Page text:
Chemistry Graduate Develops Novel Materials for Next Generation Fuels
Dr. Akhtar Munir, the 5th PhD graduate from the Department of Chemistry and Chemical Engineering at the Syed Babar Ali School of Science and Engineering (SBASSE) has made significant progress in the development of highly effective catalysts that aid the production of hydrogen from water.
Traditional energy sources such as gasoline, diesel, natural gas, and other fossil reservoirs are not only diminishing but also leave a colossal carbon footprint, causing severe damage to the environment. Therefore, scientists across the globe have been striving to uncover alternate and renewable energy resources - which is why Dr. Munir’s findings hold immense significance.
Dr. Munir’s research is based on the practicality of utilising water as an energy source. Water has the potential to be an abundant and sustainable source of energy if converted back to one of its constituents, i.e., hydrogen, which is a green fuel with the highest energy density. It can also be fed to a fuel cell for the production of electricity, along with its use as a precursor for the preparation of industrially important chemicals such as fertilisers.
However, the great potentiality of water has not been utilised due to the lack of stable and cost-effective materials that can extract hydrogen from water on a large scale. The only known process is electrolysis, which is about water splitting by passing electric current, but it is an energy-intensive process and not viable for the sustainable production of hydrogen at a larger scale. Undoubtedly, there is a dire need for cost-effective, stable, and efficient catalytic materials to render the process practically viable.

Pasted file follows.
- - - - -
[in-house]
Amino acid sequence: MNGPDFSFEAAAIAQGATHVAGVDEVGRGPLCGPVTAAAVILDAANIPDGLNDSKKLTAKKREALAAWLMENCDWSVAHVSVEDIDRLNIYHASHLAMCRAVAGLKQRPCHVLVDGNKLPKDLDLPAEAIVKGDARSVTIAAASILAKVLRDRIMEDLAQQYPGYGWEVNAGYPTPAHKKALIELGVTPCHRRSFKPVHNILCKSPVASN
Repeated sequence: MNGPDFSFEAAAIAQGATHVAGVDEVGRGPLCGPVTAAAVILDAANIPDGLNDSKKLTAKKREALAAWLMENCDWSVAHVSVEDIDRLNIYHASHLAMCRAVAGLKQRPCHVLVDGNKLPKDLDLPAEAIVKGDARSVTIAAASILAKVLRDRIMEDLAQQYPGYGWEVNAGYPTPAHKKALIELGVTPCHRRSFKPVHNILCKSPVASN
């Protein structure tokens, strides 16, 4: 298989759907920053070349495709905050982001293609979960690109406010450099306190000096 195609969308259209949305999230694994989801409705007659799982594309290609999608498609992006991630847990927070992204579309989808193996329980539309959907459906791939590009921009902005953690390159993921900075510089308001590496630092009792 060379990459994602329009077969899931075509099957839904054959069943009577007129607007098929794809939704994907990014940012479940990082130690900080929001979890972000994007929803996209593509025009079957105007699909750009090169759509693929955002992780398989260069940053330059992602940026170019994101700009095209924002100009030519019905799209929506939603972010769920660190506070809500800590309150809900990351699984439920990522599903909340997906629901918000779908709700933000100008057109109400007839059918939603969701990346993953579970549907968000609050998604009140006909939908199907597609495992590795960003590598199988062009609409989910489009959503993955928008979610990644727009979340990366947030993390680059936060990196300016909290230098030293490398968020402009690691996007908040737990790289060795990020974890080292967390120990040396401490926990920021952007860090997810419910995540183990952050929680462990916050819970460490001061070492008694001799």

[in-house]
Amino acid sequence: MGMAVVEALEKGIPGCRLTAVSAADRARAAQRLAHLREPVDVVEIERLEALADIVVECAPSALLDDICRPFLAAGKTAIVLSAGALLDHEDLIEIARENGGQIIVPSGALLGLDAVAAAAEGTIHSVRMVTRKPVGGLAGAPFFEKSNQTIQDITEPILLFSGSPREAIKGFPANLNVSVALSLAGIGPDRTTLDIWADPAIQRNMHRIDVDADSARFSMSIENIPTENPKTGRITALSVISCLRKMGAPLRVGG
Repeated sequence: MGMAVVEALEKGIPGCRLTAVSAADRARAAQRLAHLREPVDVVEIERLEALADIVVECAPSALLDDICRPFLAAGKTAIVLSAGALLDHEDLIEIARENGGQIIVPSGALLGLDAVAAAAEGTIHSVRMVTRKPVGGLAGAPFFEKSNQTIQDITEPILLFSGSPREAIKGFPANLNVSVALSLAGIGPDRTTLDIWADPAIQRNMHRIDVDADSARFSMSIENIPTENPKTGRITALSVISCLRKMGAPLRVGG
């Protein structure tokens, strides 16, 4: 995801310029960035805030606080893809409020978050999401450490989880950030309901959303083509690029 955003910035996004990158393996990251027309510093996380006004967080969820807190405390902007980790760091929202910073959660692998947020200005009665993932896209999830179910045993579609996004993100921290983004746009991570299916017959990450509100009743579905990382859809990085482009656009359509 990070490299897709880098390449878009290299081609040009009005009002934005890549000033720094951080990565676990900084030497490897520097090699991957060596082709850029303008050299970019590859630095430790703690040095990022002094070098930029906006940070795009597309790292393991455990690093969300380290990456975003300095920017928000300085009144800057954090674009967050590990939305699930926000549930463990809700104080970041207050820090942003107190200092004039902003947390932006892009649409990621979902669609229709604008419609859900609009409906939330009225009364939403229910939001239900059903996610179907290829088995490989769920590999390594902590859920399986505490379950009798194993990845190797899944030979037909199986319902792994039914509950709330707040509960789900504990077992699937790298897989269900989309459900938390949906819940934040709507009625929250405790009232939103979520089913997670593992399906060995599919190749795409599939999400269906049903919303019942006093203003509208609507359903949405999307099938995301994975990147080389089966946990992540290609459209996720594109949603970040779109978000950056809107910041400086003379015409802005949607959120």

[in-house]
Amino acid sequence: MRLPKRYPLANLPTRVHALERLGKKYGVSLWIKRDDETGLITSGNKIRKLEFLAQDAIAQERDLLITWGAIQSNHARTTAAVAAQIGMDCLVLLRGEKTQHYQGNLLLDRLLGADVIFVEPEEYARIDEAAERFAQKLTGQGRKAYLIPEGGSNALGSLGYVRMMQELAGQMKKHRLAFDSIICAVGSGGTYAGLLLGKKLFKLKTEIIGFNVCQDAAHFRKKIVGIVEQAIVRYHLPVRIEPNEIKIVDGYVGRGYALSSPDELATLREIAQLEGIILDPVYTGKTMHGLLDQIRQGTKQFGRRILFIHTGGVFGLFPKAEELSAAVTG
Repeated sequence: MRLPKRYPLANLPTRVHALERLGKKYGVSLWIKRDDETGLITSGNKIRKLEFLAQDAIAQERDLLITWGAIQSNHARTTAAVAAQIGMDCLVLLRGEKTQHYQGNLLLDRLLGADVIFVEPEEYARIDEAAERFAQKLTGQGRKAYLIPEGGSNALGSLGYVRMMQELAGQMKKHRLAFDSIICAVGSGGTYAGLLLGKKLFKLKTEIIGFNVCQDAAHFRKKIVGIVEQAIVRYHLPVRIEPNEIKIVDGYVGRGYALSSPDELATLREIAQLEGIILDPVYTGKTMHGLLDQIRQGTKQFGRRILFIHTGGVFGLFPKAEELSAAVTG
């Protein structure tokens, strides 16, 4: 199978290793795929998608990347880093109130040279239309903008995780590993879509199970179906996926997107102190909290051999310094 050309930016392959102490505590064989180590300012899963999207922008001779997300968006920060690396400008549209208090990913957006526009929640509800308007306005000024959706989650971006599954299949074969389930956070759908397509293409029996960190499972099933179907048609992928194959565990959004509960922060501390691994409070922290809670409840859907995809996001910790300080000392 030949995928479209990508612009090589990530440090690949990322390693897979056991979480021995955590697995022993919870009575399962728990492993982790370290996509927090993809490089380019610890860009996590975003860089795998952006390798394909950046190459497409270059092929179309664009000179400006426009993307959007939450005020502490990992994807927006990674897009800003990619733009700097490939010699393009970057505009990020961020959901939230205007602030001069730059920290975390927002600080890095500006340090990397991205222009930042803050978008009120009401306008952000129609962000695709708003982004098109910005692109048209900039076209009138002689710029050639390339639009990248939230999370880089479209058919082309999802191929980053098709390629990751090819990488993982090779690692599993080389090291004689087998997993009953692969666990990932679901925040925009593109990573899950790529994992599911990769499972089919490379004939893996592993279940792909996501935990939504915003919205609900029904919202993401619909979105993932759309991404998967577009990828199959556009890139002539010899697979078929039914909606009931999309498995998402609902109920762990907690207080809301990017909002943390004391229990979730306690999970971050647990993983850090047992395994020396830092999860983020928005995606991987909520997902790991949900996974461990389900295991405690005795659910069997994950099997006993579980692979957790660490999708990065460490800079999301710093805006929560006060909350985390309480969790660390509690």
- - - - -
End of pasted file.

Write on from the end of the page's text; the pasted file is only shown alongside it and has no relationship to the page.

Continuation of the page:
Dr. Munir took this challenge and set out to develop nanoscale materials by dispersing earth-abundant metals (copper, nickel, and iron) on various porous carbon supports, to catalyse the production of hydrogen with high efficiency. Promisingly, Co nanoclusters revealed their potential for sustainable and cost-effective production of green hydrogen.
Keeping in view the outstanding performance of these readily available nanocatalysts, Dr. Irshad Hussain, PhD advisor of Dr. Munir, foresees their great potential to develop a highly efficient solar-induced water splitting module for the economical and sustainable production of hydrogen. He further believes that these novel strategies will provide guiding principles towards the designing of even more effective and advanced electrode materials for water splitting and related energy conversion processes.
The research findings of Dr. Munir have already been featured in highly prestigious international journals. Impressively, as a first author, Dr. Munir published a review article in ChemSusChem, and four research articles in ChemSusChem, ACS Applied Energy Materials, Electrochimica Acta, and Chemistry – A European Journal.
As a co-author with other MS/PhD students at LUMS, he also published research articles in Advanced Functional Materials, ChemCatChem, and International Journal of Hydrogen Energy. This original research productivity by PhD students is genuinely outstanding and rarely witnessed in Pakistan, especially keeping in view the quality of journal publications and wholly indigenous work done at LUMS.
Dr. Hussain acknowledges the support from Higher Education Commission, Pakistan (HEC), and LUMS, specifically from Syed Babar Ali, Founding Pro Chancellor LUMS, who generously supported developing state-of-the-art research and materials characterisation facilities at SBASSE.